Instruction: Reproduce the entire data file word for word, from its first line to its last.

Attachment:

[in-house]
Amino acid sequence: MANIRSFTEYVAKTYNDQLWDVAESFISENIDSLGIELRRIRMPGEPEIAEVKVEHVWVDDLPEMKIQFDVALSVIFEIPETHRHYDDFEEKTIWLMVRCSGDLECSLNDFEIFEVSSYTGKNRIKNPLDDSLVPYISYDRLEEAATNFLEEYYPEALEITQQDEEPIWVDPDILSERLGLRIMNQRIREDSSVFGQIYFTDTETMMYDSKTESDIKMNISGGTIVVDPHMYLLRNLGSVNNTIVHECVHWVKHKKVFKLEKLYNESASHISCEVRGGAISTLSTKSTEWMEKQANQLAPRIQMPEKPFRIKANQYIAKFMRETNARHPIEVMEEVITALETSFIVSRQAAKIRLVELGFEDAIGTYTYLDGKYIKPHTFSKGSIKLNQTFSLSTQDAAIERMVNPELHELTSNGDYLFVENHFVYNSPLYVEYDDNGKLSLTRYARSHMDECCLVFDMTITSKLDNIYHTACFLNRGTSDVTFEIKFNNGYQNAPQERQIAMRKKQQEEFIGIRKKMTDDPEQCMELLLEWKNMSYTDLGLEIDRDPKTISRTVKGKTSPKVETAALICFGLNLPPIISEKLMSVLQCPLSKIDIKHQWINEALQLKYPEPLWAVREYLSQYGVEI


[in-house]
Amino acid sequence: MANIRSFTEYVAKTYNDQLWDVAESFISENIDSLGIELRRIRMPGEPEIAEVKVEHVWVDDLPEMKIQFDVALSVIFEIPETHRHYDDFEEKTIWLMVRCSGDLECSLNDFEIFEVSSYTGKNRIKNPLDDSLVPYISYDRLEEAATNFLEEYYPEALEITQQDEEPIWVDPDILSERLGLRIMNQRIREDSSVFGQIYFTDTETMMYDSKTESDIKMNISGGTIVVDPHMYLLRNLGSVNNTIVHECVHWVKHKKVFKLEKLYNESASHISCEVRGGAISTLSTKSTEWMEKQANQLAPRIQMPEKPFRIKANQYIAKFMRETNARHPIEVMEEVITALETSFIVSRQAAKIRLVELGFEDAIGTYTYLDGKYIKPHTFSKGSIKLNQTFSLSTQDAAIERMVNPELHELTSNGDYLFVENHFVYNSPLYVEYDDNGKLSLTRYARSHMDECCLVFDMTITSKLDNIYHTACFLNRGTSDVTFEIKFNNGYQNAPQERQIAMRKKQQEEFIGIRKKMTDDPEQCMELLLEWKNMSYTDLGLEIDRDPKTISRTVKGKTSPKVETAALICFGLNLPPIISEKLMSVLQCPLSKIDIKHQWINEALQLKYPEPLWAVREYLSQYGVEI